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Intelligent Transportation Systems

Relating the 2010 Signalized Intersection Methodology to Alternate Approaches in the Context of NYC Applications and Priorities

The Highway Capacity Manual (HCM) has had a delay-based level of service methodology for signalized intersections since 1985. The upcoming edition of the HCM (2010) will revise that method. This is happening concurrent with such jurisdictions as NYC reviewing the use of the HCM method in their environmental impact regulations (e.g. CEQR process), and concurrent with a dialog in the profession on when it is appropriate to use simulation models in lieu of HCM methods.

Incorporating Mobile Technology into the GPS/Web-GIS Method for Travel Survey and Research

Traditional paper and phone travel surveys are expensive, time consuming, and have problems of missing trips, illogical trip sequences, and imprecise travel time. GPS-based travel surveys can avoid many of these problems and are becoming increasingly popular in major cities worldwide. However, there is GPS signal loss or degradation in high-density cities such as NYC where urban canyon effects are significant, underground subway and commuter rail travels are extensive, GPS cold/warm start problems are obvious, and mixed land use is common.

Improving Seasonal Adjustment Factors for Better AADT Estimation using Network Interpolation Techniques

Annual average daily traffic (AADT) values play an important role in transportation design, operation, and planning. Each year, transportation agencies spend a significant amount of resources collecting this information. However, AADT values are mostly rough estimates based on the closest short-period traffic counts, factored up using adjustment factors derived from permanent continuous count stations.

Computational Modeling of Driver Speed Control with its Applications in Developing Intelligent Transportation Systems to Prevent Speeding-Related Accidents

Speeding – exceeding posted speed limits, driving too fast for conditions or racing – is the leading contributing factor in fatal motor vehicle accidents in NY State. More than 34 percent of all fatal accidents were due to unsafe speed in 2009 (Summary of Motor Vehicle Accidents, NY State Department of Motor Vehicles, 2009).

Dr. Xuegang (Jeff) Ban

Dr. Ban’s research interests are in transportation network system modeling and simulation, urban traffic system modeling and operations, and Intelligent Transportation Systems (ITS). He develops modeling tools to study dynamic transportation networks with emerging technologies and systems such as connected/automated vehicles and shared mobility. He also works on urban traffic system state estimation/prediction using mobile sensing data.

Dr. Jess W. Everett

Dr. Everett is a Professor of Environmental Engineering in the Civil & Environmental Engineering Department at Rowan University. He teaches Engineering Clinic, Civil Engineering Systems, Engineering Graphics, Sustainable Civil & Environmental Engineering, and upper level Environmental Electives. His research interests are in Sustainable Design, Solid and Hazardous Waste Management, Site Remediation, and Education Innovation. Dr. Everett has been at Rowan since Fall 1998. Before that he was an Associate Professor at the University of Oklahoma.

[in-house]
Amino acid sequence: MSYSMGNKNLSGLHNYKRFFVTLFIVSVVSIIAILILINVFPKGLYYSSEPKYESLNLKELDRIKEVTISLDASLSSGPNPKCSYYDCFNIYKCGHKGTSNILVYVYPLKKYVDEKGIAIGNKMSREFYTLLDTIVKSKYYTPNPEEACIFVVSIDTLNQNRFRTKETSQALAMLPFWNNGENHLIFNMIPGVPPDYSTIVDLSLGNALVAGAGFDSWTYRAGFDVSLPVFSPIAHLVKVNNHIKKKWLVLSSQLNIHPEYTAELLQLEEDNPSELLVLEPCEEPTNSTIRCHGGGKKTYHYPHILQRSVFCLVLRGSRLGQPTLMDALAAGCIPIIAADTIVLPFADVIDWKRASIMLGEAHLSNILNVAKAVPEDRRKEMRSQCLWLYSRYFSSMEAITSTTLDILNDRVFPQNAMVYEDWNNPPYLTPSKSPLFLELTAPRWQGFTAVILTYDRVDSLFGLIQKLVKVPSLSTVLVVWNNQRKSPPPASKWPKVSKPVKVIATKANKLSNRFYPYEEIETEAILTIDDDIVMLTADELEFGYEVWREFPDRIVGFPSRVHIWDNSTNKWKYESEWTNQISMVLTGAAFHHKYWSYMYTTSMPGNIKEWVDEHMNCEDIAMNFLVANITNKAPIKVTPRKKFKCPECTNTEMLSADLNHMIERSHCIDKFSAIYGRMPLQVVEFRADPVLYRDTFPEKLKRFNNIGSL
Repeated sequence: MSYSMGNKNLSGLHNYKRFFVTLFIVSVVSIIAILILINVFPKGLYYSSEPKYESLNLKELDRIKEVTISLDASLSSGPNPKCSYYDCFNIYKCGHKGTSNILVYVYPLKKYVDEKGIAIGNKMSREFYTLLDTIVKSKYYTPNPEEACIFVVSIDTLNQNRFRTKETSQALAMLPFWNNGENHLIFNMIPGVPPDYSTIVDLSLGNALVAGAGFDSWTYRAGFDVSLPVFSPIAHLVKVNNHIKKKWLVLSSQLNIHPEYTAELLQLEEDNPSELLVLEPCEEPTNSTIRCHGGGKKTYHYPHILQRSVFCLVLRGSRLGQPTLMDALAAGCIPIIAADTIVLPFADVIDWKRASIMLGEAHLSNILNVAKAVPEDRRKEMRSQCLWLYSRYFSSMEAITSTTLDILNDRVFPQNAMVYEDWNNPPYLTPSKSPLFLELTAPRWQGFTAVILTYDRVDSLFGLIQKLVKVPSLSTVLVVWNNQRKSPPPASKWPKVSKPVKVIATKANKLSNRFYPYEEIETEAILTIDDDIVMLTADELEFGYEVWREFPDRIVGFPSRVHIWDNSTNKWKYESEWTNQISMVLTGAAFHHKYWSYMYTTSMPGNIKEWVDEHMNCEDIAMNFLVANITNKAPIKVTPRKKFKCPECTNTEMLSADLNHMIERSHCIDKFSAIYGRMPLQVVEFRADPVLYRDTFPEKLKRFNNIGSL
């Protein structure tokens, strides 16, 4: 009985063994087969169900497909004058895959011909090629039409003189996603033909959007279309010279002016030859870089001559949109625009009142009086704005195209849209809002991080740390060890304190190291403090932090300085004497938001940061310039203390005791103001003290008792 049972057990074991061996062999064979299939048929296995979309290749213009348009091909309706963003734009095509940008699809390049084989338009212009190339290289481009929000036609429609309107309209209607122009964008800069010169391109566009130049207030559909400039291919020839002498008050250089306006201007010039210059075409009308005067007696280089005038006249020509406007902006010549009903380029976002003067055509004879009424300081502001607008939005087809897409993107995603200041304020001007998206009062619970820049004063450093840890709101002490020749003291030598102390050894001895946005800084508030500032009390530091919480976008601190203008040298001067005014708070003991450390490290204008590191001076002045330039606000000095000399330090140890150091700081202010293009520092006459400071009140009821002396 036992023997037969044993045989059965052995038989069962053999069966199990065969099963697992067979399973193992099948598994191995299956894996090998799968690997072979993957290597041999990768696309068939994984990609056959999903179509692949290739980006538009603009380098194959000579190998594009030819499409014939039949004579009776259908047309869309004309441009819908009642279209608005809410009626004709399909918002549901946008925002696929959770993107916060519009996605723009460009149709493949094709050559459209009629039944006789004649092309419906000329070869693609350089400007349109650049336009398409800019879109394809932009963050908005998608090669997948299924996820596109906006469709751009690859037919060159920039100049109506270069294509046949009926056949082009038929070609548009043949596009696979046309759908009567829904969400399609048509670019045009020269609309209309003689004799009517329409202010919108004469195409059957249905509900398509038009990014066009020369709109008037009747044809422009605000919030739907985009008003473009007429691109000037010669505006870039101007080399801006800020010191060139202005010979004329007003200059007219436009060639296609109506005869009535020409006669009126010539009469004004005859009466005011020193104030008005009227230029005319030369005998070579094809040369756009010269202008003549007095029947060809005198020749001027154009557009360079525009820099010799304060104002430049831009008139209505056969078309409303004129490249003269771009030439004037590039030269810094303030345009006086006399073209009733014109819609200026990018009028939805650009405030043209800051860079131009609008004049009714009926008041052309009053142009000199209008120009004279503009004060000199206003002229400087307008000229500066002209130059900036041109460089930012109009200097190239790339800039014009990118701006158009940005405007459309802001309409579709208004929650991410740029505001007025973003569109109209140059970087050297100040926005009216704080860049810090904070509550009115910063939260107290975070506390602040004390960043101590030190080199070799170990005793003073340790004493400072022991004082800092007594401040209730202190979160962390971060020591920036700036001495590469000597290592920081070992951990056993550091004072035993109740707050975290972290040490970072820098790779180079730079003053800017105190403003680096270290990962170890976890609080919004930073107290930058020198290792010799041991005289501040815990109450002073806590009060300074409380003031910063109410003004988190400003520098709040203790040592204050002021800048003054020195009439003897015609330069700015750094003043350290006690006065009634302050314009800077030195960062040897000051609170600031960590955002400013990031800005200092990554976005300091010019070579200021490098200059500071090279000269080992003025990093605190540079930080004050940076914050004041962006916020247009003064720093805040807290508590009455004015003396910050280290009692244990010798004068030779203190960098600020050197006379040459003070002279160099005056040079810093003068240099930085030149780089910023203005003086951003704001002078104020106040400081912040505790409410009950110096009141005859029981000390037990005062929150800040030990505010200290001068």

Dr. Ralph Alan Dusseau

Ralph Alan Dusseau is the DRBA Professor and Chair of Civil and Environmental Engineering at Rowan University. He received his bachelors, masters, and doctoral degrees from Michigan State University. Dr. Dusseau’s masters thesis and doctoral dissertation both involved finite- element analysis of steel arch bridges. He spent 10 years as an Assistant and Associate Professor of Civil and Environmental Engineering at Wayne State University.

Dr. Hao Wang

Dr. Wang’s general research is in the field of sustainable and resilient built environment. His recent research focuses on: 1) multi-scale modeling and characterization of pavement material and development of multi-functional infrastructure material; 2) vehicle-pavement-environment interaction for long-lasting pavement in highway and airfield; 3) life-cycle analysis and assessment and pavement management system. His research has been sponsored by a number of Federal, State, and Local transportation agencies.

Dr. Trefor P. Williams

Dr. Trefor P. Williams is a Professor of Civil Engineering and Senior Researcher at the Rutgers Center for Advanced Infrastructure and Transportation. He has 30 years of academic and consulting experience in the areas of construction management, and transportation engineering. Dr. Williams has five years of professional experience with Wilbur Smith and Associates as a traffic engineer responsible for the installation and initial operation of several computerized ITS systems. Dr. Williams has been a researcher at Rutgers for the last 25 years. Dr.

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